Friday, January 8, 2010

Amish Fireplaces

Advertisements for the “Heat Surge miracle heater” have been popping up everywhere—between your favorite TV-shows, on the Web or cleverly disguised as news articles in locals papers. While the Alliance for Green Heat isn’t directly concerned with electric heaters, we met with Amish salespeople marketing these units at a Hearth, Patio & Barbecue Association (HPBA) Expo and we decided to look into this miracle heater.

Advertisements for these fireplaces (electric heaters, encased in Amish-made oak mantelpiece) claim that they use 9 cents of electricity per hour, give the impression of a real fire and that they are free. But, as David Wood of Consumer Affairs points out in his article “How miraculous is the Amish fireplace?” the ads are misleading on most accounts.

The best things in life are free, or the saying goes. Unfortunately, for consumers, these products are neither. As most people who called the Heat Surge hotline found out, a heater by itself costs $249. If a customer buys the Amish mantle for $298 (that’s excluding shipping and handling costs), the heater is thrown in for free.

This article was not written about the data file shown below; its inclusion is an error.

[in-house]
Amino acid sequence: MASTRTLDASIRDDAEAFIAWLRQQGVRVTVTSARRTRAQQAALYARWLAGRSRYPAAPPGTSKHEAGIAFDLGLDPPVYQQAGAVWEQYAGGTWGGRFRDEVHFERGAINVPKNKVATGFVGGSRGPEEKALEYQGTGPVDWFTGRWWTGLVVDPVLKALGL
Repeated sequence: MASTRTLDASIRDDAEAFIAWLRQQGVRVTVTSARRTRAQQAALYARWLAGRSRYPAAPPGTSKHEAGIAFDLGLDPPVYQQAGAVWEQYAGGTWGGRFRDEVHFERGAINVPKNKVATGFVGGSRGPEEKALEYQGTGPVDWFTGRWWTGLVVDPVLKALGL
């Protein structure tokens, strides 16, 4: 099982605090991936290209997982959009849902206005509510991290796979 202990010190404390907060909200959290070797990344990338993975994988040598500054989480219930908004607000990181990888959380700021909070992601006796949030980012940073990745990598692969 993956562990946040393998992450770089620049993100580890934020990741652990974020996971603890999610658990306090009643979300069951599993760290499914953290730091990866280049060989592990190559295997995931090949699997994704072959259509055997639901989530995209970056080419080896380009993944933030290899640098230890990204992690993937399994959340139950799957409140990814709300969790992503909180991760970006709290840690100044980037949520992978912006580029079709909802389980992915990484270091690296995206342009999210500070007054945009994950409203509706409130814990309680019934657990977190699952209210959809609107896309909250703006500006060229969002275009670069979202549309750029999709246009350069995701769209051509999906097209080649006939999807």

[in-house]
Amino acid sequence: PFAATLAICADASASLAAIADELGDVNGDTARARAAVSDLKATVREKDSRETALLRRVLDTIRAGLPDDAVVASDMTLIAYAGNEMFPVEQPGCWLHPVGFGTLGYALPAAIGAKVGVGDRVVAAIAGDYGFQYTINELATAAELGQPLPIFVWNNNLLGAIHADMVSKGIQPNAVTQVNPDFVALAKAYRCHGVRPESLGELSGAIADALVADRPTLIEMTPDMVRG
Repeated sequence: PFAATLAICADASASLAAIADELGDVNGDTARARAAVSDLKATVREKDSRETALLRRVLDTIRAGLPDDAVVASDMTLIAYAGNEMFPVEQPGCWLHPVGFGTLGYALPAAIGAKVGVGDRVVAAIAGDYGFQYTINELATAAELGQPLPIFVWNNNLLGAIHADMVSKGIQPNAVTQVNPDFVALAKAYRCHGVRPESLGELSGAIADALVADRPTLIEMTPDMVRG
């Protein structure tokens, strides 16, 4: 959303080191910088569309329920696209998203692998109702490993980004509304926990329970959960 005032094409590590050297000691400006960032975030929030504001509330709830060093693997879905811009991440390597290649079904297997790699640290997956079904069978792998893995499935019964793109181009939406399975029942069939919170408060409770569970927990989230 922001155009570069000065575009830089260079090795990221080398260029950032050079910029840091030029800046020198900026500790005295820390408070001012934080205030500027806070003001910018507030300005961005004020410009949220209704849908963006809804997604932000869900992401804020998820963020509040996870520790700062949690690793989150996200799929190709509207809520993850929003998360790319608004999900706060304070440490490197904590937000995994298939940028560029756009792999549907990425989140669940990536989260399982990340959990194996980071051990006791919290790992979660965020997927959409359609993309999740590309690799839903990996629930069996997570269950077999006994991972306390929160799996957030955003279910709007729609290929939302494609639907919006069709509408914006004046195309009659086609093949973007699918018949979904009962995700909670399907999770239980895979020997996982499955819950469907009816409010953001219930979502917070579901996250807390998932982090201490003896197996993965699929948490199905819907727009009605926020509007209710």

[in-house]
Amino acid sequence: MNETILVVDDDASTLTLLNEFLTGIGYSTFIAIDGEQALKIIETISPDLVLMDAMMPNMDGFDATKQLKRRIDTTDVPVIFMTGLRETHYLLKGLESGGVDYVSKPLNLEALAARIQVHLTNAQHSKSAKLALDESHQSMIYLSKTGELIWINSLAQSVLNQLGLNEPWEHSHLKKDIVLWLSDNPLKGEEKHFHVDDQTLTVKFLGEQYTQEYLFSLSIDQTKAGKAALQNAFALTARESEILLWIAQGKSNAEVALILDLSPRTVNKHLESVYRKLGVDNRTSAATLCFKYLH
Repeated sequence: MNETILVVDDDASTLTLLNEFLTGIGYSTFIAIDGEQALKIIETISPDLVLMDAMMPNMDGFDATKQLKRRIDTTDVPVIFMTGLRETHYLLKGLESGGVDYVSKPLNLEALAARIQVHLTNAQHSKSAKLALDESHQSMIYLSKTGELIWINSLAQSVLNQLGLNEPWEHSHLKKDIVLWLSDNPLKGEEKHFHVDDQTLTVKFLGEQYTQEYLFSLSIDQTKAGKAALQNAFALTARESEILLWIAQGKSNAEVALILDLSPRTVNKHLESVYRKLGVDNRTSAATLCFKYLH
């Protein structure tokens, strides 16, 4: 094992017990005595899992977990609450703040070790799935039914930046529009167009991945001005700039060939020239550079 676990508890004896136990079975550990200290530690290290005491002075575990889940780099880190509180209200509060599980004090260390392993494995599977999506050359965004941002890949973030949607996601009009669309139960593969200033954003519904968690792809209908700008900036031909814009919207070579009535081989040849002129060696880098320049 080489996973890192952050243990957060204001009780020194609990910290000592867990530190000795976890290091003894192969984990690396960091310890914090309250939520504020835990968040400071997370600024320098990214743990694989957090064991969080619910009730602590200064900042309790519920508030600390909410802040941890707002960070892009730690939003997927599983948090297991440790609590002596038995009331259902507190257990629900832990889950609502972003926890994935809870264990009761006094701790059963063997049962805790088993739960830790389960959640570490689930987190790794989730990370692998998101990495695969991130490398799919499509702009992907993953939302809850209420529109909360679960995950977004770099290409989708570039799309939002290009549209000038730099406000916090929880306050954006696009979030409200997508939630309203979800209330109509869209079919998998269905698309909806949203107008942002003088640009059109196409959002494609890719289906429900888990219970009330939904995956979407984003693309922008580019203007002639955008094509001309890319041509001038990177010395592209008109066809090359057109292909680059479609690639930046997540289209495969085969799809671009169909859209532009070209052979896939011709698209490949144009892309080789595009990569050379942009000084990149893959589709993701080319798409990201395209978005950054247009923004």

As for energy efficiency, the fireplace produces the same amount of BTUs that a $25 or $50 one produces.  Electric resistance heating is usually the most expensive heat and it only makes economic sense to use such heaters very sparingly.

Consumers are lured in with antiquated images of buggies hoisting away mantles and Amish craftsmen toiling over the products. Many have questioned the authenticity of the Amish involvement. Only the mantels are made by the Amish in Ohio. As for the heating units, they are made in China.

1 comment:

  1. Glad to see you've blown the lid off this. I thought it looked like a scam when I saw the ads in the New York Times. How even more depressing to see the actual heating unit itself comes from China, the shipping of which halfway across the globe is not only *not* green but also likely enriches the People's Liberation Army's for-profit shipper COSCO.